Empower kids to identify ways they can motivate their mood.
Students are learning that feelings and emotions put them in a mood. For example, feeling excited or cheerful puts you in an “I will” mood, while feeling frustrated or grumpy can lead to an “I won’t” mood. The lessons in this unit create awareness about what it means to “motivate your mood.” Use the fit Positivity Posters and Positive Self-Talk Coloring Pages.to remind students to use positive self-talk, then encourage them explore options to motivate their mood, such as recharging their energy, getting active, doing a fun activity, or doing something with a friend.
Have kids brainstorm a list of movements or exercises that start with the letter M.
To use this with your students click here.
Think About Ways to Motivate a Mood
As a class, read aloud the captions on each slide. What "MOOVELOUS" words can your students create?
Use Play to Motivate Your Mood
The slideshow presents ways to get active when you decide to motivate an "I won't" mood: play games, ride a bike, walk, play ball, stretch, or compete against yourself by timing how fast you can run or how many jumping jacks you can do in a minute.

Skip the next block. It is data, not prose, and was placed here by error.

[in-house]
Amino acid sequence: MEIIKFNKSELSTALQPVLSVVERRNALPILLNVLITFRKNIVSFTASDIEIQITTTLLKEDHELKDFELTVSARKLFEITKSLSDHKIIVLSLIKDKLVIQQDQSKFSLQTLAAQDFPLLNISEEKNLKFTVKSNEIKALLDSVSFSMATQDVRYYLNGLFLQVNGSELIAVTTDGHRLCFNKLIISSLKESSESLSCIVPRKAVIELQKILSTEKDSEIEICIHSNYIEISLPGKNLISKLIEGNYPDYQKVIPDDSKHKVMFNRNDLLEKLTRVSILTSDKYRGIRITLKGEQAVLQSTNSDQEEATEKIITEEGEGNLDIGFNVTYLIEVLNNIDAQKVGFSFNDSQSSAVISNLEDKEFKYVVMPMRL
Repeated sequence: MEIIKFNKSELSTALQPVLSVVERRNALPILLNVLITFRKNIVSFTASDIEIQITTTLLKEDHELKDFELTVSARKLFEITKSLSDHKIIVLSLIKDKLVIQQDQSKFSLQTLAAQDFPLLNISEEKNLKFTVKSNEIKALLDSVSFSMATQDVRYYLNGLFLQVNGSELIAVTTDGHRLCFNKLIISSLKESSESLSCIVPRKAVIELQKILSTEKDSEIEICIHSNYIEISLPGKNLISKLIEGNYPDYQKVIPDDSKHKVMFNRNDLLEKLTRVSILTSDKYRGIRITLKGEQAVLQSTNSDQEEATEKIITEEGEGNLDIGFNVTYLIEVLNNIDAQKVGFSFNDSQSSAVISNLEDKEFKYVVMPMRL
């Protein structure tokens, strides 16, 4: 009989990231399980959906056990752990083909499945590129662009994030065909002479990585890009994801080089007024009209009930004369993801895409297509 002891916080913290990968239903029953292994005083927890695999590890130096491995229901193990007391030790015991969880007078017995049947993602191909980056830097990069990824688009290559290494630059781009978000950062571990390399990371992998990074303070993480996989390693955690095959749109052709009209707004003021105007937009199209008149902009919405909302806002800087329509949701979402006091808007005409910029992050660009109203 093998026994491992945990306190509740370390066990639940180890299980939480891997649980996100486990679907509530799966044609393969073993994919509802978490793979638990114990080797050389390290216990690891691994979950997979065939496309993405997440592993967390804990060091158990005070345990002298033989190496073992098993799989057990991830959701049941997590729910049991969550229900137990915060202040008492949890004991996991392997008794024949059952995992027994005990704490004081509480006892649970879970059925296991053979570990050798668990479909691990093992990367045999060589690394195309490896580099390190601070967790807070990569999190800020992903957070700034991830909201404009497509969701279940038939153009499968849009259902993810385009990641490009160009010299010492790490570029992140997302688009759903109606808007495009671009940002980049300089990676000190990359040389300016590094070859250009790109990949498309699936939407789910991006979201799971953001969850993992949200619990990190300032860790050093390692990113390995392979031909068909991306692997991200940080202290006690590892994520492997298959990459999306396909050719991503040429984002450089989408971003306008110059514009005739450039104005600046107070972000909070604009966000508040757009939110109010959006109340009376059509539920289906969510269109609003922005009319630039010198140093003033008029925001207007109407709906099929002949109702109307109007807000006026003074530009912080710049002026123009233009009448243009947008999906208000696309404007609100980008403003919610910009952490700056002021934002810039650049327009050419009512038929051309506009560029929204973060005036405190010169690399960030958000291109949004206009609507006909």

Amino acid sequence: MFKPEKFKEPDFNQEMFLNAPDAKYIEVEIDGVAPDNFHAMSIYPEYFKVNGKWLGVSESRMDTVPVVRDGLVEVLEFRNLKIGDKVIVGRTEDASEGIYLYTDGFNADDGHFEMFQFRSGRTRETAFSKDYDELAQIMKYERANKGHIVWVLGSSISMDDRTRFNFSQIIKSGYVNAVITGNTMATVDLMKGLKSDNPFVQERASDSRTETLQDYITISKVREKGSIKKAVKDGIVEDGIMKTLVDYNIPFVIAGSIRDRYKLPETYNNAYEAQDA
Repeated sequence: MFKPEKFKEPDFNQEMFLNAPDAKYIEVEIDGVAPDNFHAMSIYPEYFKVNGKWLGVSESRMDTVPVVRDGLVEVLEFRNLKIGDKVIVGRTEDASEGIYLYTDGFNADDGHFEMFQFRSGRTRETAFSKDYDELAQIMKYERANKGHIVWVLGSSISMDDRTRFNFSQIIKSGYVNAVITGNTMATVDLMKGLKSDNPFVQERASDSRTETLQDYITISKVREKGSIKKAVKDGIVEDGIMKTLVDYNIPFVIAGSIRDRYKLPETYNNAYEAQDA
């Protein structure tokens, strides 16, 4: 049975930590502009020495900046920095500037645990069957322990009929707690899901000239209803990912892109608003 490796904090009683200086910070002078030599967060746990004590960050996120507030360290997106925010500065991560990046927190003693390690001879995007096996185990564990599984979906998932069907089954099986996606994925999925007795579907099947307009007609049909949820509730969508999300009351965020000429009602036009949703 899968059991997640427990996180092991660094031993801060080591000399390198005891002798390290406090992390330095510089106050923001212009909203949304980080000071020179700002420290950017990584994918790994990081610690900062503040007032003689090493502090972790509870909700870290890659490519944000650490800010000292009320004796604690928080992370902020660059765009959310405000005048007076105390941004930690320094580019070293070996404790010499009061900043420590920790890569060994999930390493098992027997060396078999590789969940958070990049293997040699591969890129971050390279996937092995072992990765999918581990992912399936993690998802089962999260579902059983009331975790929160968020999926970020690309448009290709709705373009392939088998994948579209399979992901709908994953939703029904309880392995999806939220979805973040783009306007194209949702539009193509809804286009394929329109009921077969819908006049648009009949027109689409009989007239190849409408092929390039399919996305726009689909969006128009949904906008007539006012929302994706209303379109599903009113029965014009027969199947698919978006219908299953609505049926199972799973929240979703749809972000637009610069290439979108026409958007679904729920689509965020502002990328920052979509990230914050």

Check for understanding: What does it mean to "Motivate Your Mood"?
Tips to Motivate Mood
Each student writes down at least three things they can do when they decide to motivate an "I won't" mood. Put the ideas in a jar to draw from the next time students decide to make a fit choice.
We learned about how to recognize mood, and the many ways to use self-talk to motivate your mood! What kinds of choices will you make when you decide to motivate your mood?
Time: 20 Minutes